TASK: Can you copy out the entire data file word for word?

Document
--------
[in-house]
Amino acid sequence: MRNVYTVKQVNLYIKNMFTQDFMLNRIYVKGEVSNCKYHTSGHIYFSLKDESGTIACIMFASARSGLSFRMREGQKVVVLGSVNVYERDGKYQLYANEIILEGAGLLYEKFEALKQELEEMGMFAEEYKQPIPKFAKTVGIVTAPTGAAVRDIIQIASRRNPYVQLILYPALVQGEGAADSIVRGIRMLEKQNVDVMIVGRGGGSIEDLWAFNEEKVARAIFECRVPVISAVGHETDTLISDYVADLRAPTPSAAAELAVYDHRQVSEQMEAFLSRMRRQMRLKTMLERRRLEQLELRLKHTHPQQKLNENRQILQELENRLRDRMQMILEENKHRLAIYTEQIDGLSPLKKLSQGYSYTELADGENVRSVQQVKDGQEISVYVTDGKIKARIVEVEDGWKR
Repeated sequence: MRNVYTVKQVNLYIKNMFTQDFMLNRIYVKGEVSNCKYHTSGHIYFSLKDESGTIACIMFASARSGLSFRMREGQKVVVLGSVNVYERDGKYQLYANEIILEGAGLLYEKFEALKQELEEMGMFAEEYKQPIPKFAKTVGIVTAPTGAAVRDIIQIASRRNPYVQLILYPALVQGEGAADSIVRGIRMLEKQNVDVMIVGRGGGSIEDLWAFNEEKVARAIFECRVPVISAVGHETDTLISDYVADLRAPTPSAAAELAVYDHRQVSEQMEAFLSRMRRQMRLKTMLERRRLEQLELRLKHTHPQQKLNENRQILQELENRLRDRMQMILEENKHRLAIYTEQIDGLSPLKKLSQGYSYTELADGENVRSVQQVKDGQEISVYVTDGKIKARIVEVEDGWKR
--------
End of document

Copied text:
[in-house]
Amino acid sequence: MRNVYTVKQVNLYIKNMFTQDFMLNRIYVKGEVSNCKYHTSGHIYFSLKDESGTIACIMFASARSGLSFRMREGQKVVVLGSVNVYERDGKYQLYANEIILEGAGLLYEKFEALKQELEEMGMFAEEYKQPIPKFAKTVGIVTAPTGAAVRDIIQIASRRNPYVQLILYPALVQGEGAADSIVRGIRMLEKQNVDVMIVGRGGGSIEDLWAFNEEKVARAIFECRVPVISAVGHETDTLISDYVADLRAPTPSAAAELAVYDHRQVSEQMEAFLSRMRRQMRLKTMLERRRLEQLELRLKHTHPQQKLNENRQILQELENRLRDRMQMILEENKHRLAIYTEQIDGLSPLKKLSQGYSYTELADGENVRSVQQVKDGQEISVYVTDGKIKARIVEVEDGWKR
Repeated sequence: MRNVYTVKQVNLYIKNMFTQDFMLNRIYVKGEVSNCKYHTSGHIYFSLKDESGTIACIMFASARSGLSFRMREGQKVVVLGSVNVYERDGKYQLYANEIILEGAGLLYEKFEALKQELEEMGMFAEEYKQPIPKFAKTVGIVTAPTGAAVRDIIQIASRRNPYVQLILYPALVQGEGAADSIVRGIRMLEKQNVDVMIVGRGGGSIEDLWAFNEEKVARAIFECRVPVISAVGHETDTLISDYVADLRAPTPSAAAELAVYDHRQVSEQMEAFLSRMRRQMRLKTMLERRRLEQLELRLKHTHPQQKLNENRQILQELENRLRDRMQMILEENKHRLAIYTEQIDGLSPLKKLSQGYSYTELADGENVRSVQQVKDGQEISVYVTDGKIKARIVEVEDGWKR